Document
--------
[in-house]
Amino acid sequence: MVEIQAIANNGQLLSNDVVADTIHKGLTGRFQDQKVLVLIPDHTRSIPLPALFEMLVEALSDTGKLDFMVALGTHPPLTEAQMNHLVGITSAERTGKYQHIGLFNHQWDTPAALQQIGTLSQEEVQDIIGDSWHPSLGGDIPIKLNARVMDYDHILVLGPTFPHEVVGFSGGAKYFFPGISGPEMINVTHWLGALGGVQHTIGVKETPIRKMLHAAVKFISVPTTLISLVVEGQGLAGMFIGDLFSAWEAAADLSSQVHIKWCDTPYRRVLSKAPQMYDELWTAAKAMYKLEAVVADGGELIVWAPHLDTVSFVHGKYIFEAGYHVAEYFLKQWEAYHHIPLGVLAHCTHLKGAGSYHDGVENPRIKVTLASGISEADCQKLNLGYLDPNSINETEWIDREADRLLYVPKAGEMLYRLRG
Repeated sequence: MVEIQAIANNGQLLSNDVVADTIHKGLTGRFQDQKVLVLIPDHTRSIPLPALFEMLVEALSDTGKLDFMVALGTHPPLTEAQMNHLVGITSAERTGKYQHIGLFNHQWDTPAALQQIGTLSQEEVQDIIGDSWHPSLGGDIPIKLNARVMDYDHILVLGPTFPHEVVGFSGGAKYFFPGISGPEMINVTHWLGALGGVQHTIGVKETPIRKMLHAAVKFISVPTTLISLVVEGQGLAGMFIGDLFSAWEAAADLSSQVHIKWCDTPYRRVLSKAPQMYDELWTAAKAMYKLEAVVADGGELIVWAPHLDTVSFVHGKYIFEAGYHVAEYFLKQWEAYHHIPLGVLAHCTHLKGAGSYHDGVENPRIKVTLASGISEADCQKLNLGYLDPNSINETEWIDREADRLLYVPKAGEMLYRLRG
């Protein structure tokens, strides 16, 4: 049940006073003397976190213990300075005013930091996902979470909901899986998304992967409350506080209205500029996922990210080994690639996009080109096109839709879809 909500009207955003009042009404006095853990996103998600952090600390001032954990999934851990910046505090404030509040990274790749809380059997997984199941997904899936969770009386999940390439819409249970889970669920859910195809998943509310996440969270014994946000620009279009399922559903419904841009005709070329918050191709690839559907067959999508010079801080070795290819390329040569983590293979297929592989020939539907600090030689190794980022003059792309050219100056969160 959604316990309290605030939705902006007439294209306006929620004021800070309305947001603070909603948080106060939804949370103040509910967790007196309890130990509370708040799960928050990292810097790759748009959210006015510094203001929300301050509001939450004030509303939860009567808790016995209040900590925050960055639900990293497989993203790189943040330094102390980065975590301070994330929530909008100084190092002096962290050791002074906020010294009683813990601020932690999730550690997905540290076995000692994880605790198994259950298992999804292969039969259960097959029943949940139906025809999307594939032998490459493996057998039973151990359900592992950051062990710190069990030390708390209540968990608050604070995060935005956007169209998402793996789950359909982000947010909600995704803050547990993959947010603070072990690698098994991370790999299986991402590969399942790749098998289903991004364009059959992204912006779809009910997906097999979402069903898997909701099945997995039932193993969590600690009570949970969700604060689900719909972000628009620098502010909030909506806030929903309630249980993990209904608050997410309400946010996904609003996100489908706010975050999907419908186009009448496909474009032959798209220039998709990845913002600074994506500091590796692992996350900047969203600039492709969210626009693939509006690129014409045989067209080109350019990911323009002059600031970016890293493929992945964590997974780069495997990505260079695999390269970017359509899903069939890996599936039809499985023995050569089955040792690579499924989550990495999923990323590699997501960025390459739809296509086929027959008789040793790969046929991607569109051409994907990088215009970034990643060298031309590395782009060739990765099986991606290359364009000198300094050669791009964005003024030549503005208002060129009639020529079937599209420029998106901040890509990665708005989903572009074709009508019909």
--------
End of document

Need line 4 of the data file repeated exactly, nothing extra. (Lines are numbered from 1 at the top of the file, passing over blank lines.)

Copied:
């Protein structure tokens, strides 16, 4: 049940006073003397976190213990300075005013930091996902979470909901899986998304992967409350506080209205500029996922990210080994690639996009080109096109839709879809 909500009207955003009042009404006095853990996103998600952090600390001032954990999934851990910046505090404030509040990274790749809380059997997984199941997904899936969770009386999940390439819409249970889970669920859910195809998943509310996440969270014994946000620009279009399922559903419904841009005709070329918050191709690839559907067959999508010079801080070795290819390329040569983590293979297929592989020939539907600090030689190794980022003059792309050219100056969160 959604316990309290605030939705902006007439294209306006929620004021800070309305947001603070909603948080106060939804949370103040509910967790007196309890130990509370708040799960928050990292810097790759748009959210006015510094203001929300301050509001939450004030509303939860009567808790016995209040900590925050960055639900990293497989993203790189943040330094102390980065975590301070994330929530909008100084190092002096962290050791002074906020010294009683813990601020932690999730550690997905540290076995000692994880605790198994259950298992999804292969039969259960097959029943949940139906025809999307594939032998490459493996057998039973151990359900592992950051062990710190069990030390708390209540968990608050604070995060935005956007169209998402793996789950359909982000947010909600995704803050547990993959947010603070072990690698098994991370790999299986991402590969399942790749098998289903991004364009059959992204912006779809009910997906097999979402069903898997909701099945997995039932193993969590600690009570949970969700604060689900719909972000628009620098502010909030909506806030929903309630249980993990209904608050997410309400946010996904609003996100489908706010975050999907419908186009009448496909474009032959798209220039998709990845913002600074994506500091590796692992996350900047969203600039492709969210626009693939509006690129014409045989067209080109350019990911323009002059600031970016890293493929992945964590997974780069495997990505260079695999390269970017359509899903069939890996599936039809499985023995050569089955040792690579499924989550990495999923990323590699997501960025390459739809296509086929027959008789040793790969046929991607569109051409994907990088215009970034990643060298031309590395782009060739990765099986991606290359364009000198300094050669791009964005003024030549503005208002060129009639020529079937599209420029998106901040890509990665708005989903572009074709009508019909």